Barriers in Identification and Referral to Genetic Counseling for Familial Cancer Risk: The Perspective of Genetic Service Providers
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The purpose of this study was to obtain genetic counselors’ perspectives about the identification of appropriate patients and barriers to referral of high-risk patients for cancer genetic counseling services. Genetic service providers from eight integrated health systems were surveyed. Data analysis included descriptive statistics. Twenty-eight of 40 potential participants responded (70%). Referrals for familial cancer risk assessment overwhelmingly came from providers (89%); only 10% were self-referrals. Use of guidelines to assist providers with referral was reported by 46% of the respondents. Genetic service providers perceived patient barriers to seeking genetic counseling after referral included: risk evaluation viewed as a non-priority (72%), concerns about impact on insurability (52%), distance to appointments (48%), lack of insurance (44%), lack of patient/provider knowledge about the value of genetic counseling (36%), discouragement by family members (28%), and fear (20%). The best approaches suggested by respondents to increase appropriate referrals were attending meetings and giving presentations to oncologists, surgeons, primary care and gynecologists. The genetic service providers reported several barriers to the referral and use of genetic counseling. This finding is consistent with current literature from the providers’ perspective. Our survey adds the genetic service providers’ perspective and identifies areas of opportunity for further research and intervention as few of the perceived barriers are being addressed through current educational efforts.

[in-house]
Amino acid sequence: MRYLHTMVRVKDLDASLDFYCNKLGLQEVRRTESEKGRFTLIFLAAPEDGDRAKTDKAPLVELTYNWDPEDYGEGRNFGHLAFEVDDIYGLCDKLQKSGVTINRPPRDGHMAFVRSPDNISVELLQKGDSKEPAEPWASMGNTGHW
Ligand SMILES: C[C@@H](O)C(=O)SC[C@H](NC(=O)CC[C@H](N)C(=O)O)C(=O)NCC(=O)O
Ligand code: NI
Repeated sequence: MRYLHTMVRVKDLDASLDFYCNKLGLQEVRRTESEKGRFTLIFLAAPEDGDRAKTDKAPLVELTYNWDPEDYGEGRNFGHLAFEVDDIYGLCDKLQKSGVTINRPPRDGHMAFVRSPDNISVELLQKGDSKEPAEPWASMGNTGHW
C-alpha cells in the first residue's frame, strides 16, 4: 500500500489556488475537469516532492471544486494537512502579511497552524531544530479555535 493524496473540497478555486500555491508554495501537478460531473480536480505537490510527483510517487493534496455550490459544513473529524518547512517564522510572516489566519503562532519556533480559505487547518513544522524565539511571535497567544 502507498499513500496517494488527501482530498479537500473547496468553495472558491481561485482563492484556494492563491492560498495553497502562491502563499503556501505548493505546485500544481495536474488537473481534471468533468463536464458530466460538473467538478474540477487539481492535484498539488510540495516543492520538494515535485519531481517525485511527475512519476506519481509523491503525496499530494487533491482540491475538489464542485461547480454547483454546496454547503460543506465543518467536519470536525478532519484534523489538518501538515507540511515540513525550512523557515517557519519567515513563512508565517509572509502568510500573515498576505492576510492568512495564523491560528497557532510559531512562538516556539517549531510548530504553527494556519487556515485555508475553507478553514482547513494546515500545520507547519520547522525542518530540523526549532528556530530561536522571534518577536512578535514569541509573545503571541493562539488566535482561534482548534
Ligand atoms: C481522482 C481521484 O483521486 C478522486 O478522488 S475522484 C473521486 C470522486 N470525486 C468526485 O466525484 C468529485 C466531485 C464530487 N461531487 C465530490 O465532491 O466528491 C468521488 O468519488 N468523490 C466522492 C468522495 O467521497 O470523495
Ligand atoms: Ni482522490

KeywordsGenetic counseling Genetic predisposition to disease Genetic screening Neoplasms Referral and consultation
This study was funded by the National Cancer Institute, contract 5U19 CA079689, “Increasing the Effectiveness of Cancer Control Interventions” (Edward H. Wagner, MD, MPH, Principal Investigator), which provides financial support for the HMO Cancer Research Network (CRN). We want to acknowledge the members of the CRN Family History Scientific Interest Group who contributed to the conceptual design of this project and/or provided input on this manuscript, particularly Andrea F. Patenaude, PhD from the Dana Farber Cancer Institute (Boston, MA). We also want to thank the genetics professionals who participated in the survey. The corresponding author may be contacted to request a copy of the full survey.
Confict of Interest
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